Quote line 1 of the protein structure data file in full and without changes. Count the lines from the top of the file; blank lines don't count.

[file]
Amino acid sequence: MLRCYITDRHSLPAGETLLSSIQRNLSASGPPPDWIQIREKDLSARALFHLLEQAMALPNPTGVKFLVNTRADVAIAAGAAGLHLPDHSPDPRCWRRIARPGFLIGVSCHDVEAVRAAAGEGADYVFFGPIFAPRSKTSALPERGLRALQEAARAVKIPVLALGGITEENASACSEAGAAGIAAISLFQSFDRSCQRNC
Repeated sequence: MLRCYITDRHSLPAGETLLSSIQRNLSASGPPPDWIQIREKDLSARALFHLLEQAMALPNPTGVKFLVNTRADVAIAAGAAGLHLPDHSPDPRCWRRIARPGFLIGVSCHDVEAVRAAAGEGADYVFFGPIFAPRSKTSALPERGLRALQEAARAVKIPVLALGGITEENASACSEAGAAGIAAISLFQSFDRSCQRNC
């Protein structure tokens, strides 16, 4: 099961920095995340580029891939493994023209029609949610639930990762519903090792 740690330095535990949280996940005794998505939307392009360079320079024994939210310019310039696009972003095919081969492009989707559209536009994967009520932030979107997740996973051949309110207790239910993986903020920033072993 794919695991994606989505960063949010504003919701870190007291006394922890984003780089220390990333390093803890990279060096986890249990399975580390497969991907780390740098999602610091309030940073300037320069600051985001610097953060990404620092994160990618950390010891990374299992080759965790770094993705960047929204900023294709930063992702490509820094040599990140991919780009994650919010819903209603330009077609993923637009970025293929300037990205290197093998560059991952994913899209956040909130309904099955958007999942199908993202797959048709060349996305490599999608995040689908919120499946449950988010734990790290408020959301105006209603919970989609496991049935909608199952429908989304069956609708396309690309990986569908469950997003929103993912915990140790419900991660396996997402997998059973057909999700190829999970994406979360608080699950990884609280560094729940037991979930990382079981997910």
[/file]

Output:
Amino acid sequence: MLRCYITDRHSLPAGETLLSSIQRNLSASGPPPDWIQIREKDLSARALFHLLEQAMALPNPTGVKFLVNTRADVAIAAGAAGLHLPDHSPDPRCWRRIARPGFLIGVSCHDVEAVRAAAGEGADYVFFGPIFAPRSKTSALPERGLRALQEAARAVKIPVLALGGITEENASACSEAGAAGIAAISLFQSFDRSCQRNC